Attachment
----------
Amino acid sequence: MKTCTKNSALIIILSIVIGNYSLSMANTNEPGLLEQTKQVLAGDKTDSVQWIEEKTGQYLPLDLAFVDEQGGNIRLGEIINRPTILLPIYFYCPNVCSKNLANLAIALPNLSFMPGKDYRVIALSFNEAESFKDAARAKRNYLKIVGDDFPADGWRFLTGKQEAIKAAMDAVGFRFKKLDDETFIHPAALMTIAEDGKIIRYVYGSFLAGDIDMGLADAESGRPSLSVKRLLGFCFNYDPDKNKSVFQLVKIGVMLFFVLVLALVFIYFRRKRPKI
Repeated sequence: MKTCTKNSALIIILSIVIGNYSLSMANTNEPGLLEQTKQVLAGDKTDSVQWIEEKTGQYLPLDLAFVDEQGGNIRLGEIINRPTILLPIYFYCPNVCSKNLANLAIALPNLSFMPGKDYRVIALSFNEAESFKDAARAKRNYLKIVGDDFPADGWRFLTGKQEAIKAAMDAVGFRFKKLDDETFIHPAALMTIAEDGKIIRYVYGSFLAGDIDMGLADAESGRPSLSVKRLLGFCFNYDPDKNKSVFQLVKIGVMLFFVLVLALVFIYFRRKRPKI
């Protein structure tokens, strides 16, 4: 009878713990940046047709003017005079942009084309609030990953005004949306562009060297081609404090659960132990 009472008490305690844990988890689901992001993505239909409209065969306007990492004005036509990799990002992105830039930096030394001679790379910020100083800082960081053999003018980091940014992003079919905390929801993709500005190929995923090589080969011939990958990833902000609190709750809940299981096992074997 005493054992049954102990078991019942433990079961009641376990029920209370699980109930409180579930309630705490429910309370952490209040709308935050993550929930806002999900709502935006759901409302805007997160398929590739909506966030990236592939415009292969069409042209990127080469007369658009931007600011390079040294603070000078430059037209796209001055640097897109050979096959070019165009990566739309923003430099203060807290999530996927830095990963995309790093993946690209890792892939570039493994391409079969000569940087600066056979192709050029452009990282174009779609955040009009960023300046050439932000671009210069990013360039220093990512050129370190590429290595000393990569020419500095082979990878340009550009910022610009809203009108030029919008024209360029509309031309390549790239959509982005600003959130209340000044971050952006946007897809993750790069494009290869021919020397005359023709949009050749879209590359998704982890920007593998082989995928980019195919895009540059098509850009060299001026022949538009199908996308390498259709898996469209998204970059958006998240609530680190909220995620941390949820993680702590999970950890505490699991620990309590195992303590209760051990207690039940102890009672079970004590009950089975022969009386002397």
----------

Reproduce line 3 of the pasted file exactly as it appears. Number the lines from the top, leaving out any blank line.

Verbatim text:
């Protein structure tokens, strides 16, 4: 009878713990940046047709003017005079942009084309609030990953005004949306562009060297081609404090659960132990 009472008490305690844990988890689901992001993505239909409209065969306007990492004005036509990799990002992105830039930096030394001679790379910020100083800082960081053999003018980091940014992003079919905390929801993709500005190929995923090589080969011939990958990833902000609190709750809940299981096992074997 005493054992049954102990078991019942433990079961009641376990029920209370699980109930409180579930309630705490429910309370952490209040709308935050993550929930806002999900709502935006759901409302805007997160398929590739909506966030990236592939415009292969069409042209990127080469007369658009931007600011390079040294603070000078430059037209796209001055640097897109050979096959070019165009990566739309923003430099203060807290999530996927830095990963995309790093993946690209890792892939570039493994391409079969000569940087600066056979192709050029452009990282174009779609955040009009960023300046050439932000671009210069990013360039220093990512050129370190590429290595000393990569020419500095082979990878340009550009910022610009809203009108030029919008024209360029509309031309390549790239959509982005600003959130209340000044971050952006946007897809993750790069494009290869021919020397005359023709949009050749879209590359998704982890920007593998082989995928980019195919895009540059098509850009060299001026022949538009199908996308390498259709898996469209998204970059958006998240609530680190909220995620941390949820993680702590999970950890505490699991620990309590195992303590209760051990207690039940102890009672079970004590009950089975022969009386002397």